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Harry Lockett and Ellie Taylor

Bridport teacher wins underwater photography prize

Originally from Cornwall, Jon Bunker, a teacher at the the Initio Learning Trust at the Sir John Colfox Academy in Bridport, got his first digital underwater camera for Christmas in 2008. Although he says he only had a ‘casual interest’ interest in underwater photography at that time, it ‘became much more serious’ from 2017 onwards.

This year he is proud to have won the UPY British Waters Compact award at the Underwater Photographer of the Year Awards for his photograph of a catshark taken off Chesil Beach.

‘Two of my three shots that were awarded featured underwater Dorset habitats- Hive Beach and Chesil Cove, Portland, respectively’explained Jon. he says they showcase ‘the remarkable marine life around Dorset and the south west.’ As a local scuba diver, underwater photographer and teacher he says he has ‘long been passionate about this coastline and the creatures that live on and beneath it.’

Talking about the winning photograph Jon says: ‘This sleepy catshark was, as you can see, unsure what to make of me, poking its head tentatively through the weed to establish if I was either threat or food. Whilst it was considering this, I managed to play around with my strobes a little in an attempt to diffuse some of the light through the tresses of early summer algae. My subject let me to take three shots before swimming off into the night.’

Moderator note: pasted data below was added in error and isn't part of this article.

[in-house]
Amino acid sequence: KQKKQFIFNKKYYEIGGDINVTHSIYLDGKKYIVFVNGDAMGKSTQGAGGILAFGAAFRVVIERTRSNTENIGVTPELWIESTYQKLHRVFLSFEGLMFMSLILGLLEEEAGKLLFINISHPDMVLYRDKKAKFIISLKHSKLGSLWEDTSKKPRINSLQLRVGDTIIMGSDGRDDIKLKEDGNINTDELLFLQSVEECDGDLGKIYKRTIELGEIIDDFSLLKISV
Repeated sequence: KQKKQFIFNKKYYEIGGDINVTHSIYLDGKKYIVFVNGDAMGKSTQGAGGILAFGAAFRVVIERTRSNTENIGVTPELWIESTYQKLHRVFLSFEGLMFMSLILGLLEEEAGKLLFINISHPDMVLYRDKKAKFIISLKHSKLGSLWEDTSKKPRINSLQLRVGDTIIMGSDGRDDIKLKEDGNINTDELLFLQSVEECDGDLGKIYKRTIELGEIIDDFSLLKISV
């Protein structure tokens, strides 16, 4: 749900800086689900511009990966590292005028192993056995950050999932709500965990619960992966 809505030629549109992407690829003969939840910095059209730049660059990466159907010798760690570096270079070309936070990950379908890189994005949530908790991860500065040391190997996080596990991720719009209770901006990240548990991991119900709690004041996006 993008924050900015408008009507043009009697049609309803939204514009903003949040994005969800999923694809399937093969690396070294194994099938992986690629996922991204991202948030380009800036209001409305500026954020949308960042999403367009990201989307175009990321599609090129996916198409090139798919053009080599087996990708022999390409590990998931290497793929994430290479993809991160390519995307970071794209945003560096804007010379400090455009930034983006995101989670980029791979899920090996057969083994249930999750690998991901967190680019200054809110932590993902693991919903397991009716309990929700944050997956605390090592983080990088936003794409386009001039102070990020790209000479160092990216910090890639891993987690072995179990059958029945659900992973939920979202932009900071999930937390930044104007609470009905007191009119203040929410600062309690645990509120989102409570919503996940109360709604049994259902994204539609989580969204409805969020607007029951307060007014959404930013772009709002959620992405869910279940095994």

The judge for the category, Peter Rowlands, described Jon’s image as ‘A delightfully observed and well lit image of an iconic British subject more often photographed full bodied in the open but this has a much stronger photographic appeal and I would have re captioned this “Food or foe”. The back story confirms it soon decided Foe.’

To learn more about Jon Bunker and his underwater photography visit: https://www.jonunderwater. and for more about the awards visit: https://

Photograph below: ‘Catshark in Bootlace’ winner of the UPY British Waters Compact.

Opposite page: ‘Sawpoint Blue’ and ‘Angry Strawberry’. Both also Commended in the awards.

All photographs © Jon Bunker

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Sneak Peek

A peek at what’s coming up on stage and screen near you

Laurence Jones - Live Marine Theatre, Lyme Regis, Thursday 28 March, 7.00pm. Book at:.

Show of Hands, Full Circle Part II - Live Bridport Arts Centre, Thursday 7 March, 7.30pm. Book at:

Nine Below Zero - Live Bridport Electric Palace, Friday 22 March, 8.00pm. Book at:

One Life - Film

The David Hall, South Petherton, Friday 15 March, 8.00pm.

click on an image to view a trailer
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Bob Marley : One Love - Film Bridport Electric Palace, Friday, 29 March, 7:30pm

Book at:

The Deane Big Band - Live

The Beehive, Honiton, Thursday 21 March, 8.00pm. Book at:.

Kiki Dee & Carmello Luggeri - Live Marine Theatre, Lyme Regis, Sunday 16 March 7.30pm.

Book at:.

Noel Gallagher’s High Flying Birds - Live

The The Lighthouse, Poole, Sunday 17 March, 7.30pm.

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Violin-piano duo